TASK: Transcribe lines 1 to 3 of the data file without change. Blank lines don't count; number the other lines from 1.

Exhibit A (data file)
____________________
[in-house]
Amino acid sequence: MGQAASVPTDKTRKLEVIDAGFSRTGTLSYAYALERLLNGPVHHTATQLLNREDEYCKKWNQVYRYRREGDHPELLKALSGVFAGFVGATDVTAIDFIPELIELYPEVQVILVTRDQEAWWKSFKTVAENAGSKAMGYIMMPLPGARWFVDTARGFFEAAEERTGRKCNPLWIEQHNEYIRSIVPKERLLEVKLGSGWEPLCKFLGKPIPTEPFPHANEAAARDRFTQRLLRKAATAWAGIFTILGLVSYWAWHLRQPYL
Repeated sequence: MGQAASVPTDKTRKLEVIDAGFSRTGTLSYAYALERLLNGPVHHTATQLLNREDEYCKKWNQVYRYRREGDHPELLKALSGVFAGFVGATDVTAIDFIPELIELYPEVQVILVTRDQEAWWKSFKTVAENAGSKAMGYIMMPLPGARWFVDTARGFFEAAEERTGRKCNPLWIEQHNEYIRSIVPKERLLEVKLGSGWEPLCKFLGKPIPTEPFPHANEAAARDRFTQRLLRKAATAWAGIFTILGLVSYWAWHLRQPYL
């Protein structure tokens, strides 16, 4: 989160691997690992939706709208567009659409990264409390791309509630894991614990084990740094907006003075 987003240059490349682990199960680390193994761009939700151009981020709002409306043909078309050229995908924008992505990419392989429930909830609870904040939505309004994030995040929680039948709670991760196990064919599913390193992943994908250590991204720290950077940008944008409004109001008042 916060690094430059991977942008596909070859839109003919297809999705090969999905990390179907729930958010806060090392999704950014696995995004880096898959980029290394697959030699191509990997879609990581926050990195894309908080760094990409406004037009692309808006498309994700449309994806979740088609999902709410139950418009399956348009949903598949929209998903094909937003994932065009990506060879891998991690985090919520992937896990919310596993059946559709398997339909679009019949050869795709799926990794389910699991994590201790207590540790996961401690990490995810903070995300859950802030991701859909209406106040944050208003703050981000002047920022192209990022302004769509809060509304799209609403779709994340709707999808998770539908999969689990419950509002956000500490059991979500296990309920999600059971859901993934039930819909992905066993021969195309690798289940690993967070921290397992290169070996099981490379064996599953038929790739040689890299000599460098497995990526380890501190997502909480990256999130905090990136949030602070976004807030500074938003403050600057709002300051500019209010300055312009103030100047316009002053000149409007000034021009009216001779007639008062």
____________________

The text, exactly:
[in-house]
Amino acid sequence: MGQAASVPTDKTRKLEVIDAGFSRTGTLSYAYALERLLNGPVHHTATQLLNREDEYCKKWNQVYRYRREGDHPELLKALSGVFAGFVGATDVTAIDFIPELIELYPEVQVILVTRDQEAWWKSFKTVAENAGSKAMGYIMMPLPGARWFVDTARGFFEAAEERTGRKCNPLWIEQHNEYIRSIVPKERLLEVKLGSGWEPLCKFLGKPIPTEPFPHANEAAARDRFTQRLLRKAATAWAGIFTILGLVSYWAWHLRQPYL
Repeated sequence: MGQAASVPTDKTRKLEVIDAGFSRTGTLSYAYALERLLNGPVHHTATQLLNREDEYCKKWNQVYRYRREGDHPELLKALSGVFAGFVGATDVTAIDFIPELIELYPEVQVILVTRDQEAWWKSFKTVAENAGSKAMGYIMMPLPGARWFVDTARGFFEAAEERTGRKCNPLWIEQHNEYIRSIVPKERLLEVKLGSGWEPLCKFLGKPIPTEPFPHANEAAARDRFTQRLLRKAATAWAGIFTILGLVSYWAWHLRQPYL